European Club Basketball turns 60

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It was the mother of all opening games. Exactly 60 years ago tonight, at 20:45 CET to be exact, the first-ever official tipoff in a European club competition took place in Brussels, where Belgian champion Royal IV SC Anderlechtois defeated Luxembourg champion BBC Etzella 82-43 in the preliminary round of the new “European Cup of Club Champions”. Thus began a unique and unmatched tradition of international club competition that endures and keeps growing to this day, 60 years later. The many contributions made in the ensuing six decades, which were recognized during the 50 Years of European Club Basketball celebration Euroleague Basketball led in 2008, all date to that Saturday night in Palais du Midi, a facility still dedicated to sports in the Belgian and European Community capital. Much has changed since that historic event, but the essential spirit behind the start of international club competition lives on. Since that first game, 60 years ago tonight, the best teams from across the continent – and sometimes beyond – have met every winter and spring to decide a new annual champion, with tens of millions of fans enjoying the ride.

That first game was played just two months after a FIBA commission met in Gauting, a small town in the Federal Republic of Germany. The idea was born in the summer of 1957, following in the footsteps of the football Champions Cup, which was off to a successful start thanks to a brilliant initiative by French sports newspaper L’Equipe. The idea of having a similar competition in basketball was officially presented at FIBA’s permanent conference in Budapest, Hungary, in the spring of 1957. FIBA secretary general William Jones ordered the Czechoslovakian federation to write the new competition’s first draft. During EuroBasket 1957 in June in Sofia, Bulgaria, a Commission for International Organizations was created, with Raimundo Saporta of Spain as its president. The other members were Nikolai Semashko of the Soviet Union, Borislav Stankovic of Yugoslavia, Miloslav Kriz of Czechoslovakia and Robert Busnel of France. Jones, a great diplomat, put together a commission with a great balance of Eastern and Western Countries, with Stankovic as a neutral man. Their duty was to put together the competition between those countries’ national champions and to get it going that very same season.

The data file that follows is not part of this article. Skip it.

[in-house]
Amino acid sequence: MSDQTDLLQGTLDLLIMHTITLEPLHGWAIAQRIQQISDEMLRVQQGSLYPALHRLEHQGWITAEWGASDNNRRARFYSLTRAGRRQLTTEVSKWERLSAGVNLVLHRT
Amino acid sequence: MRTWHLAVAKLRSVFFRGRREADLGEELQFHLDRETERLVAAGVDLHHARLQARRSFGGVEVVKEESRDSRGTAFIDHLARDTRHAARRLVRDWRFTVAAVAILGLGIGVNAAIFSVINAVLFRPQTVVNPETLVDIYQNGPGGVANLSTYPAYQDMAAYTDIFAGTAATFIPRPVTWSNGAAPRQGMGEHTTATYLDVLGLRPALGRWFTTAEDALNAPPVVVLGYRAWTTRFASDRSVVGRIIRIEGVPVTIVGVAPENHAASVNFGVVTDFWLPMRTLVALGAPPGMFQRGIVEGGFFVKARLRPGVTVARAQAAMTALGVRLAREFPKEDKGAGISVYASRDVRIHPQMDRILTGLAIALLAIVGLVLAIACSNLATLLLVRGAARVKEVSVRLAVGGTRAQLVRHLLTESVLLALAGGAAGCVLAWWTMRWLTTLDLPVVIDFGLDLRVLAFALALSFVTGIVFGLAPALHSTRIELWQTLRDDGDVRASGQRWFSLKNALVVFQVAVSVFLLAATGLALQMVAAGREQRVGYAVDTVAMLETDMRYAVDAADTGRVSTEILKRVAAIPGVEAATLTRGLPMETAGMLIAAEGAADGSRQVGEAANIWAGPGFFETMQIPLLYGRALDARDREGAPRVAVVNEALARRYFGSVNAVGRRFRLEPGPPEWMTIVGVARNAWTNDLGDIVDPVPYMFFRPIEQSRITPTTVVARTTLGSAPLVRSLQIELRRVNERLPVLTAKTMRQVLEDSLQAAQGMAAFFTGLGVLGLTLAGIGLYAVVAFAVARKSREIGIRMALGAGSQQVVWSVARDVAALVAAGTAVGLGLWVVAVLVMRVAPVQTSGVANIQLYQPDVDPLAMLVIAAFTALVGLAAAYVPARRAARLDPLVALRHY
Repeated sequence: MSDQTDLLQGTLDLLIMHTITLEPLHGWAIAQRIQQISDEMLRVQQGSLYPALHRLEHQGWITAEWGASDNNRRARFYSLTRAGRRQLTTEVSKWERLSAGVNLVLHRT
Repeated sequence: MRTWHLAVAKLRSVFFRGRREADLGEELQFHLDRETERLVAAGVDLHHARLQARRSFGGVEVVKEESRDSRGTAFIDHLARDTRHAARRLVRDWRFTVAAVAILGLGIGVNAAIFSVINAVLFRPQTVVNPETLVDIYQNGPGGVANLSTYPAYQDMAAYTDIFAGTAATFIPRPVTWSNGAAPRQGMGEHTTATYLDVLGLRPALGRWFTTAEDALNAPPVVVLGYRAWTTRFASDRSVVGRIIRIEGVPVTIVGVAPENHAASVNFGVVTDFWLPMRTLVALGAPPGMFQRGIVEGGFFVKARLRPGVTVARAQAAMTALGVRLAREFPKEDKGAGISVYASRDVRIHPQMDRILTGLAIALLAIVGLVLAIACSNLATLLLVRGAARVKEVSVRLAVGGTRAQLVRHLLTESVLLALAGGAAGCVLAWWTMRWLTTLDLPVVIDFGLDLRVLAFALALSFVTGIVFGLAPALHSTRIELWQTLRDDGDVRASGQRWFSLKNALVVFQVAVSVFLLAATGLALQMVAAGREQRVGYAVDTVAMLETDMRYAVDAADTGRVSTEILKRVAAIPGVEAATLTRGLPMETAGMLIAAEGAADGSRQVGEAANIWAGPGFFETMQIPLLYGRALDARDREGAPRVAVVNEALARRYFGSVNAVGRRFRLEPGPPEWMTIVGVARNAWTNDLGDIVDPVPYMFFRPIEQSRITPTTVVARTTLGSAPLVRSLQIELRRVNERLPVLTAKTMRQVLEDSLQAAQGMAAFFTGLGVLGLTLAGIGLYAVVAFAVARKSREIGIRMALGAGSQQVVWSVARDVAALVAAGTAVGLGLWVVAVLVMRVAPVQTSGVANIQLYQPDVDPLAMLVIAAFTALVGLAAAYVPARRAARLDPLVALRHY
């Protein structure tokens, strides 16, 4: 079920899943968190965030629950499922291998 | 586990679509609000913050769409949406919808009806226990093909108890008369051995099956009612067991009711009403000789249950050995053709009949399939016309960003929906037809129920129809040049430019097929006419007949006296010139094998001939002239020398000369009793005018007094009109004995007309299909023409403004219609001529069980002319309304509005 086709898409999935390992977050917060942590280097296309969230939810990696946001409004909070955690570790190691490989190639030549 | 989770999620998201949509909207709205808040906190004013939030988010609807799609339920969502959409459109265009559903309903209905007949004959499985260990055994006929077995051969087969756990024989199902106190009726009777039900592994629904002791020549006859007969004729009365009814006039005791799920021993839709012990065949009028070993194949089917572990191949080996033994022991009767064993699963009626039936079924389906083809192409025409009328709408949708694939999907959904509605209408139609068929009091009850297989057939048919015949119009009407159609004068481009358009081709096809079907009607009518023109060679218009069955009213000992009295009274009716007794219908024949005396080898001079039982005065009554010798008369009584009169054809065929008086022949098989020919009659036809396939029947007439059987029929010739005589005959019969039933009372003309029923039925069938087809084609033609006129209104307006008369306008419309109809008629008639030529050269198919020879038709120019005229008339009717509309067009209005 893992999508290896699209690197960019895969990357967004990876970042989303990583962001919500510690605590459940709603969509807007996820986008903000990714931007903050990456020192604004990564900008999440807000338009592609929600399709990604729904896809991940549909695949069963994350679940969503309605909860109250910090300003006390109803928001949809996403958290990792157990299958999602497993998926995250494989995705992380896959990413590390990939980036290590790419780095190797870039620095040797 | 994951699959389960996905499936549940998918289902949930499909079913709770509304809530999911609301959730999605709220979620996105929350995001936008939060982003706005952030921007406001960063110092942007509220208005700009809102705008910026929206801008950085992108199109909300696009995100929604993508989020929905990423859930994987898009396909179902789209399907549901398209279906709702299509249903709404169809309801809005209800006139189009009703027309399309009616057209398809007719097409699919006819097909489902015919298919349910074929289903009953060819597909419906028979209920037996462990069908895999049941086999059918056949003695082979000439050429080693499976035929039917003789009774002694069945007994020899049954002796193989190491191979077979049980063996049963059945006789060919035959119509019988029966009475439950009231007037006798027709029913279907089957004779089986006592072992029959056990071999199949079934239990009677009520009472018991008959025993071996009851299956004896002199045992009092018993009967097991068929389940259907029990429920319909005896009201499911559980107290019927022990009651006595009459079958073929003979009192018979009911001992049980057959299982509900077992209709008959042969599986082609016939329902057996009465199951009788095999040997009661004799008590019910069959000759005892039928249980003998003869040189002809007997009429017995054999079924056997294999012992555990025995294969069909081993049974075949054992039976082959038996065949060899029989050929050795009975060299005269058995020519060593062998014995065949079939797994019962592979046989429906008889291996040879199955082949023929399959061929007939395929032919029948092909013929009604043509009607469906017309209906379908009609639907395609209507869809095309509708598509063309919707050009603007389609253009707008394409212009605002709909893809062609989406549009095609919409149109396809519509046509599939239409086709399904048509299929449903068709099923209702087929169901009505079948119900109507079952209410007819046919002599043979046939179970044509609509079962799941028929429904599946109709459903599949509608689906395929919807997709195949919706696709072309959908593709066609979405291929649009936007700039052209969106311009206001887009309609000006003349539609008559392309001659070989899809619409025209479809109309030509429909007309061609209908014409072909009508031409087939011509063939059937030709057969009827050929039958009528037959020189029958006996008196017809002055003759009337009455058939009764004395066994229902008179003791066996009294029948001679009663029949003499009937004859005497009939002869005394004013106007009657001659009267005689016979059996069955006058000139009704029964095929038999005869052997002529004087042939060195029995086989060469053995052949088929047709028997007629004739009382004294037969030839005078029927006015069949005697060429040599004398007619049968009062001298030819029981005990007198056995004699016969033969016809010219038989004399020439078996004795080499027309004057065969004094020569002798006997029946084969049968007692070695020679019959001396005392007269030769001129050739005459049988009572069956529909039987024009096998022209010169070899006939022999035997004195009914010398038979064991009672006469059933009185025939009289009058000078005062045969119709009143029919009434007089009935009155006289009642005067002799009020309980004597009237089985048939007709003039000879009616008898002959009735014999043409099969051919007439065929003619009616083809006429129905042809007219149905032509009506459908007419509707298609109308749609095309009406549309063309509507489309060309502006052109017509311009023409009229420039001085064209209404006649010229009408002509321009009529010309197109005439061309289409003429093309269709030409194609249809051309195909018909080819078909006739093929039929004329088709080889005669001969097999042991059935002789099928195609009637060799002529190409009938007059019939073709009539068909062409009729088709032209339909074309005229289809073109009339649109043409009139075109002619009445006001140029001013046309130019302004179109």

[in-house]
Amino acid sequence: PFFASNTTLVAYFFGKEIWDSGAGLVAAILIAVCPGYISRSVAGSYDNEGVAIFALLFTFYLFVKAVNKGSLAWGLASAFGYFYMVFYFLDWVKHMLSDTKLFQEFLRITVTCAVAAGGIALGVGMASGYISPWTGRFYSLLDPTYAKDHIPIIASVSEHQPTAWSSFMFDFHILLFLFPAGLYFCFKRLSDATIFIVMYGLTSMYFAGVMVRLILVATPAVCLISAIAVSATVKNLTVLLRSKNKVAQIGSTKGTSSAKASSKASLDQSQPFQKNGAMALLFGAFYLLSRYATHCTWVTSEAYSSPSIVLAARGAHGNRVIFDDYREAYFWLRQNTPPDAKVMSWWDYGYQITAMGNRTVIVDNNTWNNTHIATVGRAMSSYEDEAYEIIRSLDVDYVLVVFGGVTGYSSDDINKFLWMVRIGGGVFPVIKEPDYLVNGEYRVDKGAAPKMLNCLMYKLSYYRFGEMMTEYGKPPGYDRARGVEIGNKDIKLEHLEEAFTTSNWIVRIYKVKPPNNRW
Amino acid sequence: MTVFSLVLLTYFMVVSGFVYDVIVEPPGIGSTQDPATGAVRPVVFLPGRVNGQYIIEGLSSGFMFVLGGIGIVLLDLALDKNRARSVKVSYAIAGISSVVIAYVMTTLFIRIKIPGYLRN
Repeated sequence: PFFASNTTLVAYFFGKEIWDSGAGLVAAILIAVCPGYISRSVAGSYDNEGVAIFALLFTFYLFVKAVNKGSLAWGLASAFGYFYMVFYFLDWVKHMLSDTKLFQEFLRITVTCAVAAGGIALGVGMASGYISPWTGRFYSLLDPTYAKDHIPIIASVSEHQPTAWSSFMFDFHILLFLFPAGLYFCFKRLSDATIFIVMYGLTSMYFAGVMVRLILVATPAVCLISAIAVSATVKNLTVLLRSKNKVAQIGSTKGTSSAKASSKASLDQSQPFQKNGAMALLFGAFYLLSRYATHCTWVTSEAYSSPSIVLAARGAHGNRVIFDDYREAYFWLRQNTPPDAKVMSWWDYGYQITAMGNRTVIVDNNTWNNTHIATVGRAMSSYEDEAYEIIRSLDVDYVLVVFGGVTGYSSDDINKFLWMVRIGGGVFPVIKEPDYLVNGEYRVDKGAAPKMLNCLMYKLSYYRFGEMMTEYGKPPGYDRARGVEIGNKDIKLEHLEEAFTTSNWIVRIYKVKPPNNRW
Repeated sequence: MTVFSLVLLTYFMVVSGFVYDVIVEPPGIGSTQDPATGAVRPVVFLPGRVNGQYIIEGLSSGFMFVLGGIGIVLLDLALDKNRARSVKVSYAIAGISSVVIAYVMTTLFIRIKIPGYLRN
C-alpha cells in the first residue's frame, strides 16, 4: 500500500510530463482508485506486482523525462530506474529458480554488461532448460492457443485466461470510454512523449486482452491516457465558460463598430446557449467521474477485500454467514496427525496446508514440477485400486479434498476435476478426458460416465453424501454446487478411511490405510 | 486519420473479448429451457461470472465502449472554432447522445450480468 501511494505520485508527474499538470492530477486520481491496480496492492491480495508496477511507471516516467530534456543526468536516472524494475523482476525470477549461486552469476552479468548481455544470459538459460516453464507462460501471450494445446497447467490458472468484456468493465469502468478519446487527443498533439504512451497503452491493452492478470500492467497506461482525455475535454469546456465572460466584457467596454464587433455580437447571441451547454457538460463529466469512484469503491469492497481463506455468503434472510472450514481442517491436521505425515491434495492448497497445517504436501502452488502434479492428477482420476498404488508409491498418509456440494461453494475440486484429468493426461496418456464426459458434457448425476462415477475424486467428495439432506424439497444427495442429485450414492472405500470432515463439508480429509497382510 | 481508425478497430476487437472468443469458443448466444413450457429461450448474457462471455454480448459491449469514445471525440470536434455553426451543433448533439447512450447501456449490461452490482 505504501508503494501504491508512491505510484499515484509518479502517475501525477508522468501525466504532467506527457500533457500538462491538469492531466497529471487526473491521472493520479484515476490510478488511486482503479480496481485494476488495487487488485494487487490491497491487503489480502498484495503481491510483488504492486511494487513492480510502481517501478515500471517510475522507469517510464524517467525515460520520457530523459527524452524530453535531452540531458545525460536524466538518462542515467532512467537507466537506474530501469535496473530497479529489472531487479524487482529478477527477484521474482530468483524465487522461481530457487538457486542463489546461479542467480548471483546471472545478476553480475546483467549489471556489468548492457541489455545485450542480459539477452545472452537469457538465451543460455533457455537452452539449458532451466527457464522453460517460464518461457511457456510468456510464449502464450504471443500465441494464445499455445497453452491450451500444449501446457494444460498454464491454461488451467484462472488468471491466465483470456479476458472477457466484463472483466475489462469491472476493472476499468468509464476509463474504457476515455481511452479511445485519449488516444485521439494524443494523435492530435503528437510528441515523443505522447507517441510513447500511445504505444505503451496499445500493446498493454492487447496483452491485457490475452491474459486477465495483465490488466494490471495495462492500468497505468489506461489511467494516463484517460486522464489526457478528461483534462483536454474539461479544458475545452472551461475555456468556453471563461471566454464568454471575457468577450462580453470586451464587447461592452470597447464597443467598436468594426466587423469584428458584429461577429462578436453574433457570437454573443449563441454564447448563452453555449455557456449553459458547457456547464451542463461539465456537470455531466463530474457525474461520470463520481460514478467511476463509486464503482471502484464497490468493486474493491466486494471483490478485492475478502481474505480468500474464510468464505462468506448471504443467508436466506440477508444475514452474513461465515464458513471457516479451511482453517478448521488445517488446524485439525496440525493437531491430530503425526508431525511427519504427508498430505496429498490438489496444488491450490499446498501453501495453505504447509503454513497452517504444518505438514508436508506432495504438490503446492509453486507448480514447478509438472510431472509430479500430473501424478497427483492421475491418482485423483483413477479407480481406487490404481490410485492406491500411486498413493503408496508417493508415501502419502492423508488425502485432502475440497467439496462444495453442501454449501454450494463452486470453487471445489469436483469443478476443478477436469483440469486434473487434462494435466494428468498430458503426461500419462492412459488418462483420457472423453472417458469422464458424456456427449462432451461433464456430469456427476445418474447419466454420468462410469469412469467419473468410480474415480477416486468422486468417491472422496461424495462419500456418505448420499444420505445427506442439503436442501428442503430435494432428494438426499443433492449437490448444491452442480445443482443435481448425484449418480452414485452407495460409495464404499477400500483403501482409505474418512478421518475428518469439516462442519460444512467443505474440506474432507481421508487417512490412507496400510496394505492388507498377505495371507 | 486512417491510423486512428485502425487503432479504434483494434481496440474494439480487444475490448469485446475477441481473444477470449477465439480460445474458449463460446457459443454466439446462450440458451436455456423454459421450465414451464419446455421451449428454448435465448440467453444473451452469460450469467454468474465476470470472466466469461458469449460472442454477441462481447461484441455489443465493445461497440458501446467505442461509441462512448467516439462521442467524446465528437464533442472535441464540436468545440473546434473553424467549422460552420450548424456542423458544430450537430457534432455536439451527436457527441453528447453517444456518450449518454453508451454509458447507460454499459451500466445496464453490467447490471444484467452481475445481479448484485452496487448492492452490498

After contacting all the national federations with a letter, the commission held a meeting in Vienna, Austria, to plan the start of the competition in early 1958. Just as it did with the football Champions Cup, L’Equipe donated a beautiful trophy. Kriz was charged with the responsibility of bringing the project to life, but his proposal to play the first edition with just six teams didn’t please Jones or the other members of the commission. Jones asked Saporta for a helping hand because he was an important executive at Real Madrid who actively took part in creating football’s Champions Cup. Saporta answered back with an idea for a competition with 23 league champions and a direct elimination system. In the end, once Lebanon withdrew (Northern Africa belonged to FIBA Europe back then), 22 teams were left. All players registered at least three months before the start of the competition had the right to play, and it was not possible to sign new players during the tournament.

In order to save a bit of money, the first knockout rounds were played according to geographical restrictions. The Northern countries were in the first group: Soviet Union, Poland, Finland and the German Democratic Republic. Italy, Switzerland, Austria, Czechoslovakia, Holland and Hungary were in the second group. There was an Eastern group featuring Turkey, Greece, Bulgaria, Romania, Yugoslavia, Israel, Lebanon and Syria, while the Middle-South group had teams from France, Luxembourg, Belgium, Spain and Portugal. All four geographical groups had different sizes and structures, each sending teams through to the semifinals. ASK Riga needed to play only six games to win the championship, while runner-up Academik Sofia played 10. And due to the political and financial climate of the time, a number of games that season were forfeited as well.